Jonathan Fine’s work focuses on the history of African art and politics. His dissertation analyzes the corpus of Mandu Yenu thrones from the Bamum kingdom in western Cameroon and the shifts in meaning and agency as well as the production of history associated with the thrones and from the 1880s to the present.
Jonathan holds bachelor’s degrees from the University of Chicago and Cambridge, and a J.D. from Yale. His research on Africa goes back to his legal work, which, in part, concerned territorial disputes in Africa and the Middle East, and the litigation of human rights and constitutional issues in United States courts. He has held numerous fellowships, including a Jacob Javits Fellowship and a Federal Chancellor’s Fellowship from the Alexander von Humboldt Foundation.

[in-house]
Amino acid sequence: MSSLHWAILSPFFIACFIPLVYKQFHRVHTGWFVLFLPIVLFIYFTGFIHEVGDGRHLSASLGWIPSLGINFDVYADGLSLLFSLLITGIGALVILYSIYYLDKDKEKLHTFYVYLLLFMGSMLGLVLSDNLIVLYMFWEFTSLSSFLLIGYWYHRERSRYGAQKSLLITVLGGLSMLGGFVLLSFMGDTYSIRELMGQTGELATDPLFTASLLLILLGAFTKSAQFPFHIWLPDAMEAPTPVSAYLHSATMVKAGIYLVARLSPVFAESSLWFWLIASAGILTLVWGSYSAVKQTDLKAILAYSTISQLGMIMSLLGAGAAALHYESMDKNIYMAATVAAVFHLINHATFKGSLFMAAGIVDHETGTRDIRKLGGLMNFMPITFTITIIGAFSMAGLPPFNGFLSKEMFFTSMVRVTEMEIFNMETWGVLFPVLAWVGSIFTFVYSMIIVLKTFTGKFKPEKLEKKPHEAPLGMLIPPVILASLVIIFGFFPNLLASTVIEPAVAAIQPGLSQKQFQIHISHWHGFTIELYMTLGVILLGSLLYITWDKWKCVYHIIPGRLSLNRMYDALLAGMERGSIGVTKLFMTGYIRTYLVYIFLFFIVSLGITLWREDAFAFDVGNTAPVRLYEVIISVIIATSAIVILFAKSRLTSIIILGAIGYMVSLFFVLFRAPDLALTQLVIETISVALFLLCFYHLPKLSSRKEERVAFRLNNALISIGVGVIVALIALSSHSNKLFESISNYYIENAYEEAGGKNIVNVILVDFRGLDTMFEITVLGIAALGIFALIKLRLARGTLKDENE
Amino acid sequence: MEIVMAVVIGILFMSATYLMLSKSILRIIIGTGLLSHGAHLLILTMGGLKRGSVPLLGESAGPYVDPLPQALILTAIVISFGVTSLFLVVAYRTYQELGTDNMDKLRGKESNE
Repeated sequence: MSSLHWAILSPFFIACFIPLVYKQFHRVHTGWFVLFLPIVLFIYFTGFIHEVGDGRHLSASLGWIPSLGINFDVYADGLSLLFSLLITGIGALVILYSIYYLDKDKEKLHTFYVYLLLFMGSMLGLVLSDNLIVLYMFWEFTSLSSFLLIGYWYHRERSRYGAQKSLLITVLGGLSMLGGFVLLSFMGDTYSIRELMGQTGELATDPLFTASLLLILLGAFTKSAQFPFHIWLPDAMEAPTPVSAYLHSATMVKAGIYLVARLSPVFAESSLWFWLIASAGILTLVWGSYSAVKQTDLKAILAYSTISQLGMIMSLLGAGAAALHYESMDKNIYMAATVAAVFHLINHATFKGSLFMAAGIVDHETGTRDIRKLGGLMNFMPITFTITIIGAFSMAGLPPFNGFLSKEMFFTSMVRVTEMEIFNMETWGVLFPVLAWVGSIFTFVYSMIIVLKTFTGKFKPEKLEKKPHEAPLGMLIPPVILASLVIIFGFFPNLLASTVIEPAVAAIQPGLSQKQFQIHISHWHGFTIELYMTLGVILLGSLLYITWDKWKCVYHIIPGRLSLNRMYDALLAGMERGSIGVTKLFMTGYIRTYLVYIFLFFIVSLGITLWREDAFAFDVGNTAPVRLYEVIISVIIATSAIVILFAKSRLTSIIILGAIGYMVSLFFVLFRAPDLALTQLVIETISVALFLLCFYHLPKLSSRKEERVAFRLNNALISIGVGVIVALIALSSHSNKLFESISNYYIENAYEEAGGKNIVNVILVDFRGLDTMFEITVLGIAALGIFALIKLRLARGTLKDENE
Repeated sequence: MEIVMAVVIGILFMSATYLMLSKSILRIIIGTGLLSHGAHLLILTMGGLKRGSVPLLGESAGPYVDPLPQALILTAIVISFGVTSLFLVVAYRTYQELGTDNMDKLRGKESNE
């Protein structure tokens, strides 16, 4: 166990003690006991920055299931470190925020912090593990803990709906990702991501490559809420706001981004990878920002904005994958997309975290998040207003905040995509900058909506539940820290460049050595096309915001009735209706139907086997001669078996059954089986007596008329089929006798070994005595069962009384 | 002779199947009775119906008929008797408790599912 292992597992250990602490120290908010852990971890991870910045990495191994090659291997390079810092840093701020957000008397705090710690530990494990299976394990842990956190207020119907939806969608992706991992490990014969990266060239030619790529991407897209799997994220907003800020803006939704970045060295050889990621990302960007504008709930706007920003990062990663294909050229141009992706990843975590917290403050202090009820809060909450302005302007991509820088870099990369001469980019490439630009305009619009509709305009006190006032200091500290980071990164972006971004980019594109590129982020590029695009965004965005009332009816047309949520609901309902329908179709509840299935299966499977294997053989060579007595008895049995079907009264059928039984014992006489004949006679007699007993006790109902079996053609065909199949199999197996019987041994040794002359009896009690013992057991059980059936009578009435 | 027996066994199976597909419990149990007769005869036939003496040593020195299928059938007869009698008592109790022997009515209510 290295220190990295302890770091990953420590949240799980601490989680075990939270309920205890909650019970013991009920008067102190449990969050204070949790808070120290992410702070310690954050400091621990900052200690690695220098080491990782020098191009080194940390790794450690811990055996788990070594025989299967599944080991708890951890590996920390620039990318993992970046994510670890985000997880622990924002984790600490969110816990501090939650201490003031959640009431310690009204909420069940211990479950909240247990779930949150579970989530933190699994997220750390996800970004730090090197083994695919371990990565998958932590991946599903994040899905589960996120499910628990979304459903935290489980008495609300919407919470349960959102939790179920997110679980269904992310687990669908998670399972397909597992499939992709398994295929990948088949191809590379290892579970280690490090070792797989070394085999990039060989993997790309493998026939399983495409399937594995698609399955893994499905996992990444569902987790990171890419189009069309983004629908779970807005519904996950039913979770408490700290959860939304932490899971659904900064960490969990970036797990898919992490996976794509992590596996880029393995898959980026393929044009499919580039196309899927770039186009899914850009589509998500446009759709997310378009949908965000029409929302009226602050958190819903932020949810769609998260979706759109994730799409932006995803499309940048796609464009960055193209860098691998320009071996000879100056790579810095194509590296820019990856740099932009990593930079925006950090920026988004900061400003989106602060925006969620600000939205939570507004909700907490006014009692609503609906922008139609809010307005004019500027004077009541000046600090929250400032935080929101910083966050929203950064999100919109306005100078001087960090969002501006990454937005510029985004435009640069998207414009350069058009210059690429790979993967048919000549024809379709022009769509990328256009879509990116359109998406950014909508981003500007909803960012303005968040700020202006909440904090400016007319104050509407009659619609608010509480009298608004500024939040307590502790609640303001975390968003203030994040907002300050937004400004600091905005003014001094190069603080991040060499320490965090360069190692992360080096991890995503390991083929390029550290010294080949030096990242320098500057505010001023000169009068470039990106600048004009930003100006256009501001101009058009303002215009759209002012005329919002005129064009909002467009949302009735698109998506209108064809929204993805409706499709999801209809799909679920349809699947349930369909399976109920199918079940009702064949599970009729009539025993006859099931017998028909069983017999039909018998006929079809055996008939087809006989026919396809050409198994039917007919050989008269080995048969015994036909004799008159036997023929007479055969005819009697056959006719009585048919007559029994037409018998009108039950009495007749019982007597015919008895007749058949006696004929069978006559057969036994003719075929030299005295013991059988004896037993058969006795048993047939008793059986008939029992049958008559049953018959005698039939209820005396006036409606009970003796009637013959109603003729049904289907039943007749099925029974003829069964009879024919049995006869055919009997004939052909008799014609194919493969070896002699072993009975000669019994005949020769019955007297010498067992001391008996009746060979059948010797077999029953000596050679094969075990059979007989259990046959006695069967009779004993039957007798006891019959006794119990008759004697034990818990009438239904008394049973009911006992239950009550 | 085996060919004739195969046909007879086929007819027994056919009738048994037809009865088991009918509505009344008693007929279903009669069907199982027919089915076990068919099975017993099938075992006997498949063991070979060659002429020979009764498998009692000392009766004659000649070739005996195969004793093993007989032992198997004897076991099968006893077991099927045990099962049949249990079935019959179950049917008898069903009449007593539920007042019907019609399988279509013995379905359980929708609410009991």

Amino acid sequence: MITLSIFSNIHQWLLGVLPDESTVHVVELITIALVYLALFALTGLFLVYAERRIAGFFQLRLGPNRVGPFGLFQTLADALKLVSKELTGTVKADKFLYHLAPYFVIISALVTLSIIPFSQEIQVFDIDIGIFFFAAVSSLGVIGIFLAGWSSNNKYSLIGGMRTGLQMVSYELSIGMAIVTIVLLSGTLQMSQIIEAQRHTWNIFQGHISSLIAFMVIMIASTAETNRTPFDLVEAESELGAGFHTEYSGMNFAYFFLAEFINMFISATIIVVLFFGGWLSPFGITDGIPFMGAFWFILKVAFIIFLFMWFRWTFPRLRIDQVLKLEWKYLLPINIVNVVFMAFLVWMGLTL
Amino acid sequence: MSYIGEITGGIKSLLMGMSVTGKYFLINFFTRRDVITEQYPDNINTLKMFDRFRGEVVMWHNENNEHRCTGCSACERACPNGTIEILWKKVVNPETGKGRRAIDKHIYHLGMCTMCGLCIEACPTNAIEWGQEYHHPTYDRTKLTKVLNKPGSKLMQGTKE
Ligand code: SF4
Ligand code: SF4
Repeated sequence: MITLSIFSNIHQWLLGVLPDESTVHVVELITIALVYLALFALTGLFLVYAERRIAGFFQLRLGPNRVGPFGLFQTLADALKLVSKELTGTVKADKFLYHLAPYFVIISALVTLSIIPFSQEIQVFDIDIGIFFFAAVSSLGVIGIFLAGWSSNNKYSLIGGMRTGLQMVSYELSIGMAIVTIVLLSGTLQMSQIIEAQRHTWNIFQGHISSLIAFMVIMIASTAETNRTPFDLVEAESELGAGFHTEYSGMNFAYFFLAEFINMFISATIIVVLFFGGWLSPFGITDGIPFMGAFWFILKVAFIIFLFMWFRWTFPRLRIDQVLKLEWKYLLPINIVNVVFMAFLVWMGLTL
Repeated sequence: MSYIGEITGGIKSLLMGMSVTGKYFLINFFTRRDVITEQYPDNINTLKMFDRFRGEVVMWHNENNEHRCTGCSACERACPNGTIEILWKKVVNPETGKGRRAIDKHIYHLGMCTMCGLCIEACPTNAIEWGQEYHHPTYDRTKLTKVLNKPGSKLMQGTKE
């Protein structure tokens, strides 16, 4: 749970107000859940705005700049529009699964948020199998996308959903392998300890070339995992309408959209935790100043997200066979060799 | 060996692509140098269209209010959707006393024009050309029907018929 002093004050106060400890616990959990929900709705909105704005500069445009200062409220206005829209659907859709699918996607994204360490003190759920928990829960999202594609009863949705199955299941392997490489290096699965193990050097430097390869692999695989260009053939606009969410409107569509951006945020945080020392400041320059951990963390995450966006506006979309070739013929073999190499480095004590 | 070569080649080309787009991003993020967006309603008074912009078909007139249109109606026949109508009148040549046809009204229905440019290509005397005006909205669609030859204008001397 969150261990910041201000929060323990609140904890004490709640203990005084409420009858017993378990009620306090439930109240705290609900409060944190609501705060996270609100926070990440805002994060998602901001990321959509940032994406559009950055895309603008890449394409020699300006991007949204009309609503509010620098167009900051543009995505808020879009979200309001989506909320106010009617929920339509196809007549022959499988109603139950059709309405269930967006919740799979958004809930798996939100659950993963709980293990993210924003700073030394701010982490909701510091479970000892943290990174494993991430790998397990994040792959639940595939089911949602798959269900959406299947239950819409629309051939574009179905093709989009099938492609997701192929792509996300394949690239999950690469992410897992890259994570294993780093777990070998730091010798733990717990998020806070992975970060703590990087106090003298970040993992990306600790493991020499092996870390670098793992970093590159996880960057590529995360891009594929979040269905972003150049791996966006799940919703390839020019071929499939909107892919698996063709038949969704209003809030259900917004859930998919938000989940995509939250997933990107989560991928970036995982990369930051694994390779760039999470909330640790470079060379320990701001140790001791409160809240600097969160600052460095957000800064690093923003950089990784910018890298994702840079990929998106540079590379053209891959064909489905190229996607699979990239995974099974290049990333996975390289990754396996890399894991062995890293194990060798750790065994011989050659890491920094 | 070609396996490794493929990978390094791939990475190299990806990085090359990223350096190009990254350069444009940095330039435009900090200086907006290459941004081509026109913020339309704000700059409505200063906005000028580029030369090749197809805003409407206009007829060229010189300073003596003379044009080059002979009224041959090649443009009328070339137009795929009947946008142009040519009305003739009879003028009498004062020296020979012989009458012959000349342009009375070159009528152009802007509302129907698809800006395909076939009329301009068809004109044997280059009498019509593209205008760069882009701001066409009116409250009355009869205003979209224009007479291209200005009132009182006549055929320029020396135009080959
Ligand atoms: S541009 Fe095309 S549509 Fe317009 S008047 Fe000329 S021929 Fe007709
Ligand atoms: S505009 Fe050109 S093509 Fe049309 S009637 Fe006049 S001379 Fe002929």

In addition to his dissertation, Jonathan is currently working on the political implications of the interface between writing and drawing in the invention of dessins Bamum in Cameroon in the early 20th century.